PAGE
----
Osteoporosis versus Osteoarthritis

Are osteoporosis and osteoarthritis the same?

This is a question we often get asked and one over which there seems to be some confusion. While both terms include the term ‘osteo’, which means bone, the similarity ends there. They are both quite different conditions.

Osteoporosis involves thinning of the bone which makes it fragile, brittle and more prone to fracture (breaks or cracks) than normal bone. It occurs when bone loses minerals, such as calcium, faster than the body can replace them. This leads to a loss of bone density. As a result bone becomes thinner and less dense so that even a minor bump or accident can cause a fracture. Such fractures are known as minimal trauma or fragility fractures.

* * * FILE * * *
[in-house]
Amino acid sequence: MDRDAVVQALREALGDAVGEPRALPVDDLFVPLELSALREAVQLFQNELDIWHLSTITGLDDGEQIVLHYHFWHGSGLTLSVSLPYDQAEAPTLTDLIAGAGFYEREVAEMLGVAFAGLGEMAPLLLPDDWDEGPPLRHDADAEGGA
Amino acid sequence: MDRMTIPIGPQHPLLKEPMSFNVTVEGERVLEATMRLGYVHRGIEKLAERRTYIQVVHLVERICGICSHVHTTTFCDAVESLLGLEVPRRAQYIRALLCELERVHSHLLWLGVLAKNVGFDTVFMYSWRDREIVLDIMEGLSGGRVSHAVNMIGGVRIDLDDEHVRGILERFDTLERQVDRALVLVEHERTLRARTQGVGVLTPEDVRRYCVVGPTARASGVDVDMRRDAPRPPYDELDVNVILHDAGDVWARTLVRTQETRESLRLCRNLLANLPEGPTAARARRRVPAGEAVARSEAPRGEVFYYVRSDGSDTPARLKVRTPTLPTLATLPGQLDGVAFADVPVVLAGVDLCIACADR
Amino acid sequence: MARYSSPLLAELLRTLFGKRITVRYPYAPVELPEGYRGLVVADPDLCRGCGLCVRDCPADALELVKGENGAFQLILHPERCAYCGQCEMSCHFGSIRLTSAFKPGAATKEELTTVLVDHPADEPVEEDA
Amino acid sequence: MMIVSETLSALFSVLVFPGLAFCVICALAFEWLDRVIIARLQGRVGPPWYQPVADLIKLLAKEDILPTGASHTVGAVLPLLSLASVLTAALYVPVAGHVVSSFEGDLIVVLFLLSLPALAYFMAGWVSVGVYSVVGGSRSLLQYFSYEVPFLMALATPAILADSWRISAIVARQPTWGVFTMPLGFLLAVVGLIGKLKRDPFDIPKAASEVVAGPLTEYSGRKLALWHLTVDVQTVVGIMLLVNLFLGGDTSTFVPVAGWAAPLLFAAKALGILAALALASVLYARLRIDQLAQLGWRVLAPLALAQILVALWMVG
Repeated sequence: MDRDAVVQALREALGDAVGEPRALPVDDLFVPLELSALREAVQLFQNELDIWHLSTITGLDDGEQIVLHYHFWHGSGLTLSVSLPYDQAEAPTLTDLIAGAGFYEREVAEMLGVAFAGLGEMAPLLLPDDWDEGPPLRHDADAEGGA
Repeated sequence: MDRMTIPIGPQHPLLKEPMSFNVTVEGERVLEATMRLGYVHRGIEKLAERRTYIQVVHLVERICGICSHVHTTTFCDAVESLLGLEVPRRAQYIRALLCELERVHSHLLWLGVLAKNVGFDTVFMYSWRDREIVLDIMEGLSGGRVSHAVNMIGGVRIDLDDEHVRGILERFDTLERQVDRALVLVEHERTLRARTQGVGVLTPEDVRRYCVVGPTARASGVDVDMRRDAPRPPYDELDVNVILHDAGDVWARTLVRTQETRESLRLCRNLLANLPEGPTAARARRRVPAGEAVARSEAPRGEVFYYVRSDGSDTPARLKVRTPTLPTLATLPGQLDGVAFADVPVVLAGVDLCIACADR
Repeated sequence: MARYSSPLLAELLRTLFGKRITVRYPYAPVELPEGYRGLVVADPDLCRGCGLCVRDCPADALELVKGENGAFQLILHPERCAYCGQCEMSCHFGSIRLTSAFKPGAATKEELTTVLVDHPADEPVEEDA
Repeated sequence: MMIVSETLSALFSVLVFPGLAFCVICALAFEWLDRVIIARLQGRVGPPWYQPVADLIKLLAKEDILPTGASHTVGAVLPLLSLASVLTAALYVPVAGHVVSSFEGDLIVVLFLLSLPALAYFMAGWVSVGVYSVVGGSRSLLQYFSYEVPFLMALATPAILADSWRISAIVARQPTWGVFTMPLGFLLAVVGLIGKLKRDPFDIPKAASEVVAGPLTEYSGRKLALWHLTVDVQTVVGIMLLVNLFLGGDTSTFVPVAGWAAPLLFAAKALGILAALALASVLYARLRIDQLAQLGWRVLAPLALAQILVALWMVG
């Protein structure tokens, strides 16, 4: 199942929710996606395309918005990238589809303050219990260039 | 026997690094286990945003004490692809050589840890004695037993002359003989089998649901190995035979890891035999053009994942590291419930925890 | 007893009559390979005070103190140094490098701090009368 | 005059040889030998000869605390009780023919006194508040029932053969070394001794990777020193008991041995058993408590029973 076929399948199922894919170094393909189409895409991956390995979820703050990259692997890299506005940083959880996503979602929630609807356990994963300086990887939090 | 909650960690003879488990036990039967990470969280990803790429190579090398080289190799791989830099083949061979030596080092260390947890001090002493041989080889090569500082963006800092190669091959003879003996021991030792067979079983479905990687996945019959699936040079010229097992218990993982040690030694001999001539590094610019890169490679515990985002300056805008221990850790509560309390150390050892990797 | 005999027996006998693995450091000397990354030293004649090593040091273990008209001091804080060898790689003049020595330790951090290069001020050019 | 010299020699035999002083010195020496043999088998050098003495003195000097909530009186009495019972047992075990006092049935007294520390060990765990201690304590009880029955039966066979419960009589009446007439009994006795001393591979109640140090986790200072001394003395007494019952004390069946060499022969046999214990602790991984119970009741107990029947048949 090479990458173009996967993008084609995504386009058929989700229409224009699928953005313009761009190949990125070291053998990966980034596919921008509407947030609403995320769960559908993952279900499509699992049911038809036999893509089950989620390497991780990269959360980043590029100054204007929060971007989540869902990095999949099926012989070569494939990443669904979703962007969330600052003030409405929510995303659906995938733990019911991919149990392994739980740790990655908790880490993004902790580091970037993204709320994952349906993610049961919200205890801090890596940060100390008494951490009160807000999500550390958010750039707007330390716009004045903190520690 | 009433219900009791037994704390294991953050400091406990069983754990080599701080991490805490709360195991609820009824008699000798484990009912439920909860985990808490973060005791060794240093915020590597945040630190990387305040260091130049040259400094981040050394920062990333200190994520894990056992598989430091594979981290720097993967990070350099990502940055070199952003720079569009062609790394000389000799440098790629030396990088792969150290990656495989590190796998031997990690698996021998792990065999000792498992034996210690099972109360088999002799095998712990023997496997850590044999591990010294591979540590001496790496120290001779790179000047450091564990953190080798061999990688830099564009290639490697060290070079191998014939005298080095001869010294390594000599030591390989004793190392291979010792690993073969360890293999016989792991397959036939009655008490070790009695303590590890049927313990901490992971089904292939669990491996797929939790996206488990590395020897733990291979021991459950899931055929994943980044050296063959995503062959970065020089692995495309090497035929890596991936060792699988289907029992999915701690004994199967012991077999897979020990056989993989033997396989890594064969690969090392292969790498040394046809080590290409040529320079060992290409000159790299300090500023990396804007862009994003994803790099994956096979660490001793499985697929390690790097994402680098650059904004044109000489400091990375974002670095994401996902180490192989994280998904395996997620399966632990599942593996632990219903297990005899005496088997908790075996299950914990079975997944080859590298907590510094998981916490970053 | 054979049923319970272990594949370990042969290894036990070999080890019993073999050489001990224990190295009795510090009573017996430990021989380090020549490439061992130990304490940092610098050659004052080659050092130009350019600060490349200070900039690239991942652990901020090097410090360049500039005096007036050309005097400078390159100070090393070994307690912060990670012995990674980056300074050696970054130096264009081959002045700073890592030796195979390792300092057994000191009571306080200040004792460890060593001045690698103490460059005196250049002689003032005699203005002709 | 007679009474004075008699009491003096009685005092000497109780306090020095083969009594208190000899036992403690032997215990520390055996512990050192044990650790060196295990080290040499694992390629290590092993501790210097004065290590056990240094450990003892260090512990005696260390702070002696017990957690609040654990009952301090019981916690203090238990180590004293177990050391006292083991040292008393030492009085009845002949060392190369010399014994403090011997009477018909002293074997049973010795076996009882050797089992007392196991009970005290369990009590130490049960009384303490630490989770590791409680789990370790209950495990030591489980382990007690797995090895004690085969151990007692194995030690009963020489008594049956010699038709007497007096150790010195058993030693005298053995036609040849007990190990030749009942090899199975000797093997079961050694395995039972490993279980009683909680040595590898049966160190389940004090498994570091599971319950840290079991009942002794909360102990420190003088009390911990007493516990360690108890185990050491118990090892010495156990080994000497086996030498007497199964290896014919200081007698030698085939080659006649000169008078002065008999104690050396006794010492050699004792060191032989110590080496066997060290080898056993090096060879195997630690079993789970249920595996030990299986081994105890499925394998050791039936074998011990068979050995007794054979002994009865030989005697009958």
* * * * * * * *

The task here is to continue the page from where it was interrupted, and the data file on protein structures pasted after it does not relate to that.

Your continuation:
Osteoporosis is known as a ‘silent disease’ because there are usually no signs or symptoms until a fracture occurs. The bones most commonly affected by osteoporosis are the hip, spine, wrist, pelvis and upper arm.

Osteoarthritis, on the other hand, does not affect bone density. Osteoarthritis is a condition that affects the joints. In a normal joint the ends of the bone a covered by cartilage. This cartilage helps the bone move smoothly and cushions the ends of the bones. In osteoarthritis the cartilage breaks down and becomes thin. When this occurs the ends of the bone are unprotected and the joint loses its ability to move smoothly.

References;

  1. Osteoporosis Australia website – accessed July 2011
  2. Arthritis Australia fact sheet ‘What is osteoarthritis?’, reviewed 2011